That is a big “IF”. There are many issues with finding a vaccine for coronavirus. In very short some include:
- There has never been a vaccine for a coronavirus (one of the main causes of the common cold),
- It usually takes many years to develop a vaccine,
- For a vaccine to be effective, a large portion of people need to “seroconvert”, that is develop immunity to the vaccine. Recent studies have show that only 60% of people who have acquired COVID-19 through the community develop protective antibodies, and
- The vaccine needs to produce long term immunity. Some studies have shown that in those who develop antibodies to COVID-19 after infection, that immunity wanes by 23-fold within only a few months. This may require multiple booster vaccinations at 2-3 month intervals.
With the above concerns aside, there are other issues too, like:
- There are about 8 billion people on earth. At best, if all world vaccination production is switched to producing a viable vaccine, the world vaccination manufacturing capacity is estimated at 6.4 billion p.a. If, those vaccines require 2 or 3 doses, then that is a few years of vaccine production at maximum capacity to vaccinate the whole world.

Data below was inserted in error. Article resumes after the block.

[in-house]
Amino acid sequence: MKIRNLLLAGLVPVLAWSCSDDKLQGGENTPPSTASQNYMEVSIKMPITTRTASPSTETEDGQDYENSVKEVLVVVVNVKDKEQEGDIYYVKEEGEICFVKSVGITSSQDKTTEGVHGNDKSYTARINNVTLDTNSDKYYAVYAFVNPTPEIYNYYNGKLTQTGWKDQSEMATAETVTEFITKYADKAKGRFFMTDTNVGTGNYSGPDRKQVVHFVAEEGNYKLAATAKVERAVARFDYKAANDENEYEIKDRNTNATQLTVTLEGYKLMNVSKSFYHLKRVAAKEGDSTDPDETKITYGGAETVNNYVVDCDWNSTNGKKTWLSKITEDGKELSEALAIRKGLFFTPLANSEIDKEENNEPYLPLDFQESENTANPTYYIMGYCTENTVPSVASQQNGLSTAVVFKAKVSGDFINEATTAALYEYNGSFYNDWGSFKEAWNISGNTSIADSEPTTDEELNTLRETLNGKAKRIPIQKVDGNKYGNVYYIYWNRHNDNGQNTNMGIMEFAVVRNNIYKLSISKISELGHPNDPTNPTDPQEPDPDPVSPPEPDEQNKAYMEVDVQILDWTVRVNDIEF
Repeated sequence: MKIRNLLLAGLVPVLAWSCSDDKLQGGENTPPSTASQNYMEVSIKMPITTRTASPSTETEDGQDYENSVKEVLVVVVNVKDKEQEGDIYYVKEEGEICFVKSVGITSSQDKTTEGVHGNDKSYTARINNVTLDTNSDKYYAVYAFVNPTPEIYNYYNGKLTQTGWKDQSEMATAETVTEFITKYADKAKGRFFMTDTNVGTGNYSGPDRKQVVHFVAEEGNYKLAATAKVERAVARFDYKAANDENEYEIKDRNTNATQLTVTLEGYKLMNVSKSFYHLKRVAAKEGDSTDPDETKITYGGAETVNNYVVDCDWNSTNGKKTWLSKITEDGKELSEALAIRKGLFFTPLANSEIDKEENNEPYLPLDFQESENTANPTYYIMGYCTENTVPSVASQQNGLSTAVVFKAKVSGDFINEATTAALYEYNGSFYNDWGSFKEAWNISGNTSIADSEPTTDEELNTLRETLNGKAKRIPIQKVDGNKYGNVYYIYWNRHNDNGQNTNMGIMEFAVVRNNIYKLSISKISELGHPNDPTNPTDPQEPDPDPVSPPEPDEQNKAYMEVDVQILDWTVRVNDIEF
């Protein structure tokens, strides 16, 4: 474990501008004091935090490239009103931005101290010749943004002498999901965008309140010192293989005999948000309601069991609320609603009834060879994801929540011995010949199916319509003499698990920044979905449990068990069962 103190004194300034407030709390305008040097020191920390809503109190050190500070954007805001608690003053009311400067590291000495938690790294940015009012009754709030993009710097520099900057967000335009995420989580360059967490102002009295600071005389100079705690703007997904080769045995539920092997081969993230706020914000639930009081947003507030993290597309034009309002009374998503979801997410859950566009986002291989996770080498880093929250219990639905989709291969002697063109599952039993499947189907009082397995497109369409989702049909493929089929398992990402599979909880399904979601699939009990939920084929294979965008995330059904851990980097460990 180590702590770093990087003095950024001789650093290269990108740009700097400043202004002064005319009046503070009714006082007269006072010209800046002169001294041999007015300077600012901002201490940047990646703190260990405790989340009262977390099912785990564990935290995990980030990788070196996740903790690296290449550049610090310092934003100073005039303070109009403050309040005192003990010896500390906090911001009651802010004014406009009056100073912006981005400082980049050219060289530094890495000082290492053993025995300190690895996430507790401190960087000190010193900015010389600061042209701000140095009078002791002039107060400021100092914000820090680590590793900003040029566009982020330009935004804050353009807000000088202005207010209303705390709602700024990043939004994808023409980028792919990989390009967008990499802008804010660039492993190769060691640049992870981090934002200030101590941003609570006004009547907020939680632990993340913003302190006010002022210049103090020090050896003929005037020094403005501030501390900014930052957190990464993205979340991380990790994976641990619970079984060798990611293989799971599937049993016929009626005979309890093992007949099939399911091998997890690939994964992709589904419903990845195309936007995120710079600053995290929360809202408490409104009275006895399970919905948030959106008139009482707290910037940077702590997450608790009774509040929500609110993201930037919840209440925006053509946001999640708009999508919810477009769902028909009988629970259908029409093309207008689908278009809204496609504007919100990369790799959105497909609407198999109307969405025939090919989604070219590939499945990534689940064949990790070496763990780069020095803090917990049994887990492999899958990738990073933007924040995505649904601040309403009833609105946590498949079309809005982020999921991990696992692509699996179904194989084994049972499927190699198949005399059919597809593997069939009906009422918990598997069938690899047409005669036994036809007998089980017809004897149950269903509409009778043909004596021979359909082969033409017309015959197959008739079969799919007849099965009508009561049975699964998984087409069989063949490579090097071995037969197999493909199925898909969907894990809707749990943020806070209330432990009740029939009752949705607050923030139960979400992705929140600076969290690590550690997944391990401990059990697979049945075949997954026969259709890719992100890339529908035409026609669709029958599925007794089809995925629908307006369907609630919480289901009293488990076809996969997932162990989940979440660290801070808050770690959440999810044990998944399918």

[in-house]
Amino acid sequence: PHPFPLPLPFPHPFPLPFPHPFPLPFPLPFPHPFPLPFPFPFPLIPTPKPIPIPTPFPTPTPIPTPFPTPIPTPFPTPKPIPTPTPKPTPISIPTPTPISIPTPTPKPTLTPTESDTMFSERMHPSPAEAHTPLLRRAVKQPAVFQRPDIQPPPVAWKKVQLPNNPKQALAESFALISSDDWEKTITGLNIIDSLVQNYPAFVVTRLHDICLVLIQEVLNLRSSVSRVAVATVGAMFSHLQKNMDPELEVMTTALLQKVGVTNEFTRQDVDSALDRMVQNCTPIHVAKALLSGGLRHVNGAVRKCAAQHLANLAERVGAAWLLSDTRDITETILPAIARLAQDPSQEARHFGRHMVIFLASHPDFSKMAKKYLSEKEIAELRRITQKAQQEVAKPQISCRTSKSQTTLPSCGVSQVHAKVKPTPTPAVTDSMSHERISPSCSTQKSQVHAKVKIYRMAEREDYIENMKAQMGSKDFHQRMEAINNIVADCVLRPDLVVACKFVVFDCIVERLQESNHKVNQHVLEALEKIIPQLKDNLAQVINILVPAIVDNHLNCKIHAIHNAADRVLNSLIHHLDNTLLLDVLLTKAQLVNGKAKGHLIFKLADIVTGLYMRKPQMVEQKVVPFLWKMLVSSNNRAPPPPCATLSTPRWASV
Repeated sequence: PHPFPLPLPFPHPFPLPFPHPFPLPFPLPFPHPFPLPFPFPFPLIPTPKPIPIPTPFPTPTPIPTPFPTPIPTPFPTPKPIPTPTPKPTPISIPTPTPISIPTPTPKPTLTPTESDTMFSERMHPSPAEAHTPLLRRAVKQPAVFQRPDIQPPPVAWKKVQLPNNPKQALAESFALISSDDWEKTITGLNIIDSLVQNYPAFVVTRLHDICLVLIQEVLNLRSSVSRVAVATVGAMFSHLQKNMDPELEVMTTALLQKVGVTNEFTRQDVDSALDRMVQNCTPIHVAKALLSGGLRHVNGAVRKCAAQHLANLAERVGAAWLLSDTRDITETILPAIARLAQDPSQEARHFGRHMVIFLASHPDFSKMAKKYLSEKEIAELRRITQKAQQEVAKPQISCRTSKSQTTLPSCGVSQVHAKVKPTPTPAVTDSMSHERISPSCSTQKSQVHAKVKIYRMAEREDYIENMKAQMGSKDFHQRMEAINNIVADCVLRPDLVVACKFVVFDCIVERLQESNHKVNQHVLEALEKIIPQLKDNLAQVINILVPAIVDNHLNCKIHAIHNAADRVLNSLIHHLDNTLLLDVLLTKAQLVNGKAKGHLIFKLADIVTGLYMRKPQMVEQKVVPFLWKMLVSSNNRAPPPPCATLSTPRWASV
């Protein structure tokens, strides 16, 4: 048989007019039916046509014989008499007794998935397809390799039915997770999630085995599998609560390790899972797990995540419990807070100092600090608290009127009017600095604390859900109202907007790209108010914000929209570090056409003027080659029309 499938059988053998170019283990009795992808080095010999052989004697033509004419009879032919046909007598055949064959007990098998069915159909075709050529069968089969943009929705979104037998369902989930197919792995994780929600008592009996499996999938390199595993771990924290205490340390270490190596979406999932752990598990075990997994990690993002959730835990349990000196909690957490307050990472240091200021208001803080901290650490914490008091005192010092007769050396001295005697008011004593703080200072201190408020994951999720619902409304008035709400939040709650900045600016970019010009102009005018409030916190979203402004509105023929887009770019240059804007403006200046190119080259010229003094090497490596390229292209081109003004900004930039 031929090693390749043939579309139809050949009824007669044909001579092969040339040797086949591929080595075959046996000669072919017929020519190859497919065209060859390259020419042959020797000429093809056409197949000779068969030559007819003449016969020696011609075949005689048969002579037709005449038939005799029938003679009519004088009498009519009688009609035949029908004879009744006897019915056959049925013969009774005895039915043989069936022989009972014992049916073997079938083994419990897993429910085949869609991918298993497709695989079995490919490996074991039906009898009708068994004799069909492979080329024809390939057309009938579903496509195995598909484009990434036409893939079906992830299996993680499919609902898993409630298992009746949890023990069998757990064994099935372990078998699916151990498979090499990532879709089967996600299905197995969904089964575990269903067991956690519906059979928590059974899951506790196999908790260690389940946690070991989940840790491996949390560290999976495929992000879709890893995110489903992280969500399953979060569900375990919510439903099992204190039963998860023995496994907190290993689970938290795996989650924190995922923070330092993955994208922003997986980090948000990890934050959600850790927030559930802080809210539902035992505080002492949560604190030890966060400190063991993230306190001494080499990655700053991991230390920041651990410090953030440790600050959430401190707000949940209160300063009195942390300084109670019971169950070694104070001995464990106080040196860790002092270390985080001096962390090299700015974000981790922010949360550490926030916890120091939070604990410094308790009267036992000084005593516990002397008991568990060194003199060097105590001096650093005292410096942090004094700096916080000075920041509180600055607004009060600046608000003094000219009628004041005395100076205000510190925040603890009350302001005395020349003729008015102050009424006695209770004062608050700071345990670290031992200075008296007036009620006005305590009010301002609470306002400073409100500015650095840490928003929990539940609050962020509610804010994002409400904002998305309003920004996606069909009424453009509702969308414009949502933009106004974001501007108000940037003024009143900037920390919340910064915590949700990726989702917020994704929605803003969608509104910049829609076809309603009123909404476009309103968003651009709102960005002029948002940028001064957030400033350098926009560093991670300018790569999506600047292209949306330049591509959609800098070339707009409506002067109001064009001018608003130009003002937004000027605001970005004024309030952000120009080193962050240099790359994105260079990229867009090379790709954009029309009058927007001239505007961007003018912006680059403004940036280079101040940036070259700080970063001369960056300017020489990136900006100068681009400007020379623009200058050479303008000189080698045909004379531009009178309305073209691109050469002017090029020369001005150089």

- Then there is the challenge with vaccine distribution. Vaccines need to be kept strictly between 2 and 8 degrees C. It is estimated that 50% of world vaccines fail the “cold chain” and so if there is 50% wastage, then world production would need to further double. How do we get the vaccine between 2-8deg C to remote areas of Asia, Africa and South America, just to mention some remote locations?
- Will vaccine distribution be equitable worldwide? If wealthy countries buy up the supplies of the vaccine, and poorer countries which are in hot spots cannot get supply and not for a long time, then the virus may continue to rage on around the world for longer too.
Getting a good vaccine, with minimal side effects, that produces long-lasting, high levels of seroconversion to the whole world will be herculean effort.
Read more in Medical Republic